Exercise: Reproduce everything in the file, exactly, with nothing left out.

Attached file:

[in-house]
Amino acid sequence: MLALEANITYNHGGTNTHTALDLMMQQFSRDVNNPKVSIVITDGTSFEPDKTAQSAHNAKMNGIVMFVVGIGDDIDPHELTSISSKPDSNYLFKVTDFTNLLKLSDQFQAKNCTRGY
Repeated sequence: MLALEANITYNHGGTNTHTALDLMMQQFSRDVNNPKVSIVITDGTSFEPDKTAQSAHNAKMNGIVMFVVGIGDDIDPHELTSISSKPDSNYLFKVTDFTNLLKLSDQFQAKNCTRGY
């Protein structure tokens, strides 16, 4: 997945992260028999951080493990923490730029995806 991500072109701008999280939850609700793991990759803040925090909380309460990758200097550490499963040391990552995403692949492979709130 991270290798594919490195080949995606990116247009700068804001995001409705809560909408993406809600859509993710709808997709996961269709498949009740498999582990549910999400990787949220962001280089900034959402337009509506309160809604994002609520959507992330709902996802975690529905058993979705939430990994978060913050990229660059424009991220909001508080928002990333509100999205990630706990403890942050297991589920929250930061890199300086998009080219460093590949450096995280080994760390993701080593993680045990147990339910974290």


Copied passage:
[in-house]
Amino acid sequence: MLALEANITYNHGGTNTHTALDLMMQQFSRDVNNPKVSIVITDGTSFEPDKTAQSAHNAKMNGIVMFVVGIGDDIDPHELTSISSKPDSNYLFKVTDFTNLLKLSDQFQAKNCTRGY
Repeated sequence: MLALEANITYNHGGTNTHTALDLMMQQFSRDVNNPKVSIVITDGTSFEPDKTAQSAHNAKMNGIVMFVVGIGDDIDPHELTSISSKPDSNYLFKVTDFTNLLKLSDQFQAKNCTRGY
């Protein structure tokens, strides 16, 4: 997945992260028999951080493990923490730029995806 991500072109701008999280939850609700793991990759803040925090909380309460990758200097550490499963040391990552995403692949492979709130 991270290798594919490195080949995606990116247009700068804001995001409705809560909408993406809600859509993710709808997709996961269709498949009740498999582990549910999400990787949220962001280089900034959402337009509506309160809604994002609520959507992330709902996802975690529905058993979705939430990994978060913050990229660059424009991220909001508080928002990333509100999205990630706990403890942050297991589920929250930061890199300086998009080219460093590949450096995280080994760390993701080593993680045990147990339910974290």